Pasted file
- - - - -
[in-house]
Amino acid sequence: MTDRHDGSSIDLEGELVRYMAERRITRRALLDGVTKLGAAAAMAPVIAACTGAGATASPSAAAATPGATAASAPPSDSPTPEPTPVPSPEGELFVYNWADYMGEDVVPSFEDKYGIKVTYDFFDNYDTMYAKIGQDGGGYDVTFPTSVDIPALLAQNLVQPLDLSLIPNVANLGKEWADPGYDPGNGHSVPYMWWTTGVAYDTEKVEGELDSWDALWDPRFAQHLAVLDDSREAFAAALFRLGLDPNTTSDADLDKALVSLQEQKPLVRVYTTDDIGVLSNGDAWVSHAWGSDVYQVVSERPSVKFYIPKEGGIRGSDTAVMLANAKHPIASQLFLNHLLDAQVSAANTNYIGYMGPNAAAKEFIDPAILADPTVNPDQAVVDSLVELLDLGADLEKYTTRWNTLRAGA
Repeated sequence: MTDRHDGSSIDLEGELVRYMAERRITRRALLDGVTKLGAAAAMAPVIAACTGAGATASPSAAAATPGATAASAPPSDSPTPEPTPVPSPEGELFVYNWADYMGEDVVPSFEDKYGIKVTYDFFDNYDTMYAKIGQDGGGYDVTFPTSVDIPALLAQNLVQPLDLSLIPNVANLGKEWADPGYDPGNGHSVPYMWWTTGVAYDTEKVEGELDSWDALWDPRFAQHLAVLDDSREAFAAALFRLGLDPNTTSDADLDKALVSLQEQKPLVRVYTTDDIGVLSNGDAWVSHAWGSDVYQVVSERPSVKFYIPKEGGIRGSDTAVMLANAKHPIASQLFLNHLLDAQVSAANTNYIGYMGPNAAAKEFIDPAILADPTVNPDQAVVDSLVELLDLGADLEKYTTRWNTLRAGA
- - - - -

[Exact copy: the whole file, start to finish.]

[in-house]
Amino acid sequence: MTDRHDGSSIDLEGELVRYMAERRITRRALLDGVTKLGAAAAMAPVIAACTGAGATASPSAAAATPGATAASAPPSDSPTPEPTPVPSPEGELFVYNWADYMGEDVVPSFEDKYGIKVTYDFFDNYDTMYAKIGQDGGGYDVTFPTSVDIPALLAQNLVQPLDLSLIPNVANLGKEWADPGYDPGNGHSVPYMWWTTGVAYDTEKVEGELDSWDALWDPRFAQHLAVLDDSREAFAAALFRLGLDPNTTSDADLDKALVSLQEQKPLVRVYTTDDIGVLSNGDAWVSHAWGSDVYQVVSERPSVKFYIPKEGGIRGSDTAVMLANAKHPIASQLFLNHLLDAQVSAANTNYIGYMGPNAAAKEFIDPAILADPTVNPDQAVVDSLVELLDLGADLEKYTTRWNTLRAGA
Repeated sequence: MTDRHDGSSIDLEGELVRYMAERRITRRALLDGVTKLGAAAAMAPVIAACTGAGATASPSAAAATPGATAASAPPSDSPTPEPTPVPSPEGELFVYNWADYMGEDVVPSFEDKYGIKVTYDFFDNYDTMYAKIGQDGGGYDVTFPTSVDIPALLAQNLVQPLDLSLIPNVANLGKEWADPGYDPGNGHSVPYMWWTTGVAYDTEKVEGELDSWDALWDPRFAQHLAVLDDSREAFAAALFRLGLDPNTTSDADLDKALVSLQEQKPLVRVYTTDDIGVLSNGDAWVSHAWGSDVYQVVSERPSVKFYIPKEGGIRGSDTAVMLANAKHPIASQLFLNHLLDAQVSAANTNYIGYMGPNAAAKEFIDPAILADPTVNPDQAVVDSLVELLDLGADLEKYTTRWNTLRAGA